Australia’s unemployment rate rises to 3.7% after more than 22,000 people lost their jobs in the first month of 2023
- Unemployment rose to 3.7 percent in January
- Highest since May 2022, when rate hikes began
Australia’s unemployment rate has risen to its highest level since the Reserve Bank began raising interest rates nine months ago.
The unemployment rate rose to 3.7 percent in January, ending an era of the lowest unemployment rate of 3.5 percent in 48 years, when 21,900 people lost their jobs in one month.
This was the highest unemployment rate since May 2022, when the RBA raised rates for the first time since November 2010, ending the era of the historic low cash rate of 0.1 percent.
Cassandra Goldie, CEO of the Australian Council of Social Service, said the rise in unemployment showed why the Reserve Bank had to pause its rate hikes.
Australia’s unemployment rate has risen to its highest level since the Reserve Bank began raising interest rates. The unemployment rate in January rose to 3.7 percent, ending an era of the lowest unemployment rate of 3.5 percent in 48 years as 21,900 people lost their jobs within a month (pictured a waitress in Sydney)
“Today we see the real and hard consequences of rapidly rising interest rates, with 21,900 people losing their jobs,” she said.
High inflation is a serious challenge and needs to be addressed, but we need a more nuanced approach to avoid pushing more people onto woefully inadequate income support.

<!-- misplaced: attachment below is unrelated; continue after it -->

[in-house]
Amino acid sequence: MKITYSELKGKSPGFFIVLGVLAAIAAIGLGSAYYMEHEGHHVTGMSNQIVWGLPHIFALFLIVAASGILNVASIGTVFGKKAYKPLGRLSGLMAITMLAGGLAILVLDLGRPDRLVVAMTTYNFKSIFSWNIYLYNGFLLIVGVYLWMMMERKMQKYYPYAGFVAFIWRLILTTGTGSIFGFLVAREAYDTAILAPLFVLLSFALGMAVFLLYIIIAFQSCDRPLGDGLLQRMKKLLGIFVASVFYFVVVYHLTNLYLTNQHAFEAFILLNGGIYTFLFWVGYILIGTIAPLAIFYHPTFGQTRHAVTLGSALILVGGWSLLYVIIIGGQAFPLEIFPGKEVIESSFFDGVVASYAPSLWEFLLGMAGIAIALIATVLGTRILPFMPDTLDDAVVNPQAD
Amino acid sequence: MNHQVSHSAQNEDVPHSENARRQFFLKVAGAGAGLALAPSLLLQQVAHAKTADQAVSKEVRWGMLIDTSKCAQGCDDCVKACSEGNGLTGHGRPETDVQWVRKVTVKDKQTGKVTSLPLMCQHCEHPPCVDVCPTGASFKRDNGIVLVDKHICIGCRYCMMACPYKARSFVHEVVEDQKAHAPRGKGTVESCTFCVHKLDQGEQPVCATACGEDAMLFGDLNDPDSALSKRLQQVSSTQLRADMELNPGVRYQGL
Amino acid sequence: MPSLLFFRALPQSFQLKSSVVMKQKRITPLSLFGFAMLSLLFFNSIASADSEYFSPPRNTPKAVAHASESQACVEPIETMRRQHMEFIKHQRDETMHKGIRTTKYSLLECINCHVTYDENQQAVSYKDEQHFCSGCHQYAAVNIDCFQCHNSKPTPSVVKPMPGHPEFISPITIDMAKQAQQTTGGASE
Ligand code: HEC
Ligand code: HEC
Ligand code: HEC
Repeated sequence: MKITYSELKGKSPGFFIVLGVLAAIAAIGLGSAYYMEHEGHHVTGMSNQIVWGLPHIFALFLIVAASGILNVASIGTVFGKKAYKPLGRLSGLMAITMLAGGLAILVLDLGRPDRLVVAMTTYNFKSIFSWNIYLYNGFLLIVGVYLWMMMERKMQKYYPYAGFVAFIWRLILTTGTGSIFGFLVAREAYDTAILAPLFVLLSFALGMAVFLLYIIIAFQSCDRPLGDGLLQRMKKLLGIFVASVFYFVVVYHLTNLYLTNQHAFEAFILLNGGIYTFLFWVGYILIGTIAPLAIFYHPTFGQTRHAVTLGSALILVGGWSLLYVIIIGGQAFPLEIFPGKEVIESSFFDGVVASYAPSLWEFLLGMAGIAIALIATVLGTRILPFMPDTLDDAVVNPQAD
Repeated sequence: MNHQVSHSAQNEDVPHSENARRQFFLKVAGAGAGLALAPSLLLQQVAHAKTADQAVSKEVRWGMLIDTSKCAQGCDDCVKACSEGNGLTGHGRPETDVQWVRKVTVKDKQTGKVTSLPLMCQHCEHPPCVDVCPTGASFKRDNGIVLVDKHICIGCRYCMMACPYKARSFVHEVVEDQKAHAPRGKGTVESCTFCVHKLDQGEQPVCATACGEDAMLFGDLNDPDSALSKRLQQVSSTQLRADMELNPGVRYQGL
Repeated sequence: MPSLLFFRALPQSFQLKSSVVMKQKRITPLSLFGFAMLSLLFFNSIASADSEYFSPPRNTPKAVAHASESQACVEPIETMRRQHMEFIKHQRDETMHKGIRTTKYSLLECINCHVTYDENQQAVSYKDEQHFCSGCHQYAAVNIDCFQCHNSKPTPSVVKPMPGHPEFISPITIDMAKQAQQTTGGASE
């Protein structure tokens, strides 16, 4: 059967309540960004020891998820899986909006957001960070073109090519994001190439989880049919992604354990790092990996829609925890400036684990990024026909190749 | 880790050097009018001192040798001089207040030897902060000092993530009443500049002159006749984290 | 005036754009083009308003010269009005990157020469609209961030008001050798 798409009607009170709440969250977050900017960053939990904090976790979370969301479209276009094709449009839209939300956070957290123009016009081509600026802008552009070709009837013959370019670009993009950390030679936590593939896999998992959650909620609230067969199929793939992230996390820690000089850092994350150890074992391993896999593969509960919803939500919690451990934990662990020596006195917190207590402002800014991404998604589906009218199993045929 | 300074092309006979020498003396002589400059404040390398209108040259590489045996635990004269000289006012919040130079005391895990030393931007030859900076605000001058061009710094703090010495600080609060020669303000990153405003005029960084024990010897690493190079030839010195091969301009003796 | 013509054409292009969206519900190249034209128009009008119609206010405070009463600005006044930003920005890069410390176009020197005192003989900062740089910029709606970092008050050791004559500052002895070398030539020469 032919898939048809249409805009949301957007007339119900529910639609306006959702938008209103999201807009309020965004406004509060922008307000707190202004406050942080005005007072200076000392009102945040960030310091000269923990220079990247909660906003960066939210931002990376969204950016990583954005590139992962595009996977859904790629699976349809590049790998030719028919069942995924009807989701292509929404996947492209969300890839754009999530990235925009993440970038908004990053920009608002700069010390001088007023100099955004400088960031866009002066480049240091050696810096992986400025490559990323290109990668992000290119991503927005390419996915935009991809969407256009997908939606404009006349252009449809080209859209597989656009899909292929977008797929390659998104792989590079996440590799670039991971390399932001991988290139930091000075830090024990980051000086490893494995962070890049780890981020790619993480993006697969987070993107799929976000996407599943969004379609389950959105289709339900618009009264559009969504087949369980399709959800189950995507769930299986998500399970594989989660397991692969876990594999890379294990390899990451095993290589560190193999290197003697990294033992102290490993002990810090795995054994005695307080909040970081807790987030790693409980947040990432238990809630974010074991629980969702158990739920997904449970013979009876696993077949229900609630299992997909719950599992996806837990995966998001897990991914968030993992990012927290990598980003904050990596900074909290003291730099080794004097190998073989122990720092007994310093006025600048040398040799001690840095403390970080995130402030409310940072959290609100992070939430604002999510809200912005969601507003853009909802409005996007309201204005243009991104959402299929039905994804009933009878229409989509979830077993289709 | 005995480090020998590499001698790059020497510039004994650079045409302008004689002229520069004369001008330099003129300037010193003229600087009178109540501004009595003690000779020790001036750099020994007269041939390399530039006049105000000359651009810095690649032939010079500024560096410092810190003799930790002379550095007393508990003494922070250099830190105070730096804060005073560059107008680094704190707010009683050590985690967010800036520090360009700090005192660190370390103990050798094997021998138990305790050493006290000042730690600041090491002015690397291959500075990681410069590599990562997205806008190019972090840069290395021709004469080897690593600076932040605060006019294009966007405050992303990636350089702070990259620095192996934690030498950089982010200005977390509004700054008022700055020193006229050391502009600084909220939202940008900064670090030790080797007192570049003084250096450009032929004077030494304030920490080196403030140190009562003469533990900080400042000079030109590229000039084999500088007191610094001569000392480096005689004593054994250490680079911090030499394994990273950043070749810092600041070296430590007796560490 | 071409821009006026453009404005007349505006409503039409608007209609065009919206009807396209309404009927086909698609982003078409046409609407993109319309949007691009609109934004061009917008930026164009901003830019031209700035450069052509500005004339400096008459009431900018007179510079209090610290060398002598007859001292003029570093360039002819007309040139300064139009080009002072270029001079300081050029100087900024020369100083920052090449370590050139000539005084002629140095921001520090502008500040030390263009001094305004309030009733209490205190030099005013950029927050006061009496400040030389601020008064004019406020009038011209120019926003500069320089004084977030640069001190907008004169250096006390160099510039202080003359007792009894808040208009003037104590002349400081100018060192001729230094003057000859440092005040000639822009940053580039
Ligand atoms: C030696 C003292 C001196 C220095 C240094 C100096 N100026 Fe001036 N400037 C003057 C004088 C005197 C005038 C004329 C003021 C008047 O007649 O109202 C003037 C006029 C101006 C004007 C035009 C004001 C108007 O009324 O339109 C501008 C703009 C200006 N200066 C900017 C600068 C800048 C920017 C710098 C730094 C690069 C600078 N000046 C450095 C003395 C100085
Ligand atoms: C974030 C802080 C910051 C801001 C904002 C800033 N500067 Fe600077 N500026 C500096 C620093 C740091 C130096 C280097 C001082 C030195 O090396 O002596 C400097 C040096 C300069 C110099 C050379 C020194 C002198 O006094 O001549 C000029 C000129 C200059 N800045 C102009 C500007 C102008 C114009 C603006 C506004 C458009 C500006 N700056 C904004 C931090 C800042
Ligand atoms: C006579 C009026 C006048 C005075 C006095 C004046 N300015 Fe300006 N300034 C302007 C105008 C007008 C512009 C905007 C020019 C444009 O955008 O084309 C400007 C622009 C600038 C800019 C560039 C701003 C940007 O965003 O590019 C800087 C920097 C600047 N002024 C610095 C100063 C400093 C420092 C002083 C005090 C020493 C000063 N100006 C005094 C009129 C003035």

“Now is the time for the RBA to pause on rate hikes and take stock.”
NAB now expects the Reserve Bank to raise rates three more times to a new 11-year high of 4.1 percent, which chief economist Alan Oster says could trigger a recession.
The Reserve Bank did not meet in January, but on February 7 raised interest rates for the ninth straight month to a new 10-year high of 3.35 percent.
This was the highest unemployment rate since May 2022, when the Reserve Bank hiked rates for the first time since November 2010, ending the era of the record-low rate of 0.1 percent (pictured is Canberra Governor Philip Lowe on Wednesday)
Borrowers with an average mortgage of $600,000 have seen their monthly payments increase 43 percent, or $997, to $3,303 since May, up from $2,306.
Treasurer Jim Chalmers said unemployment is likely to continue rising from historic lows as interest rates rise at a time of global turmoil.
“We expected an increase in the unemployment rate as a clear consequence of a slowing global economy, mixed with the impact of interest rate hikes in our own economy,” he said.
Inflation rose 7.8 percent last year, the fastest rate in 32 years and well above the RBA’s target of 2 to 3 percent.
ACOSS also wants the RBA to have a full employment target, with the Reserve Bank forecasting an unemployment rate of 4.25 percent by December 2024.
Dr. Chalmers said wage growth was not to blame for the high inflation, putting him at odds with the RBA.
“This inflationary threat that we have in our economy is not because workers are doing the wrong thing or too many wage increases,” he said.